The channel catfish is the most familiar American catfish. Channel cats are found throughout the entire Mid Atlantic region in lakes, rivers, and creeks.
Tolerant of brackish water, channel catfish are common in the Chesapeake Bay, Delaware Bay, Pamlico-Albemarle Sounds, and other estuaries.
Channel catfish are identified by their slender head and body, forked tail and curved anal fin. Their coloration ranges from almost black to olive-green, depending local water conditions. Channel catfish reach lengths of 28 inches and can weigh 10 pounds or more.
Fishing for channel catfish varies slightly among regions, but most anglers catch them using the same basic techniques. The most common method for catching channel catfish is with live or cut baits, fished on or near the bottom.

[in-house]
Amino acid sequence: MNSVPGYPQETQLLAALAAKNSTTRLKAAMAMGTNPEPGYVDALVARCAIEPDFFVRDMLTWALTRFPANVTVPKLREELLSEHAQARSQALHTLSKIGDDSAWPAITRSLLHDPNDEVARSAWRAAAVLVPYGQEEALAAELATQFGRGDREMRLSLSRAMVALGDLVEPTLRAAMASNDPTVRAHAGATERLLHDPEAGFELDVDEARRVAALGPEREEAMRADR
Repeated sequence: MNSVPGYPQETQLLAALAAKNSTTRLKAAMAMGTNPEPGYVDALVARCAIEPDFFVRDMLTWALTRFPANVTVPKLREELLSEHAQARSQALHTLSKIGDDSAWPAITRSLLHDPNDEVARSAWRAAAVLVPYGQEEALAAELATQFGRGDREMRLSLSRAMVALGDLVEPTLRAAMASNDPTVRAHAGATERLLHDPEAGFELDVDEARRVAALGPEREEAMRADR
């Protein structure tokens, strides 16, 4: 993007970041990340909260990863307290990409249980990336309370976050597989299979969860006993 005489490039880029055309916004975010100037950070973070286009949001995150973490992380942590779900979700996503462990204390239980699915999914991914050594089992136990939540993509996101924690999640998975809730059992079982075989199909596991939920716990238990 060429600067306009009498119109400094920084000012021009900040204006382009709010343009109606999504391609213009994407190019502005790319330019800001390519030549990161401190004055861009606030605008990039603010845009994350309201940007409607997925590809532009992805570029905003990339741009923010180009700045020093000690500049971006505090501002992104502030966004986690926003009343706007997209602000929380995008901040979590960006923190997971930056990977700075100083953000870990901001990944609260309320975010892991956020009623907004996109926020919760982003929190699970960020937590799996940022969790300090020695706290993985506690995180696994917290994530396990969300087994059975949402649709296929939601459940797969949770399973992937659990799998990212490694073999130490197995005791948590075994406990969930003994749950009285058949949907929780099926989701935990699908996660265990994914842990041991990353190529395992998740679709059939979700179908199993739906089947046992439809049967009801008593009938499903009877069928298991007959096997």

Popular baits for catching channel cats include shrimp, crab, clam, bloodworms, nightcrawlers, live minnows, cut fish, chicken livers, and other baits. Like other catfish species, they can be caught during the day, but fishing often improves after dark.
Occasionally, anglers fishing for largemouth bass or other species are surprised to catch channel catfish. They readily take plastic worms and other soft baits that are fished near the bottom.
Channel catfish yield lean, boneless fillets. The flesh is firm and usually has excellent flavor although some fish seem to develop a less appealing taste during the summer season.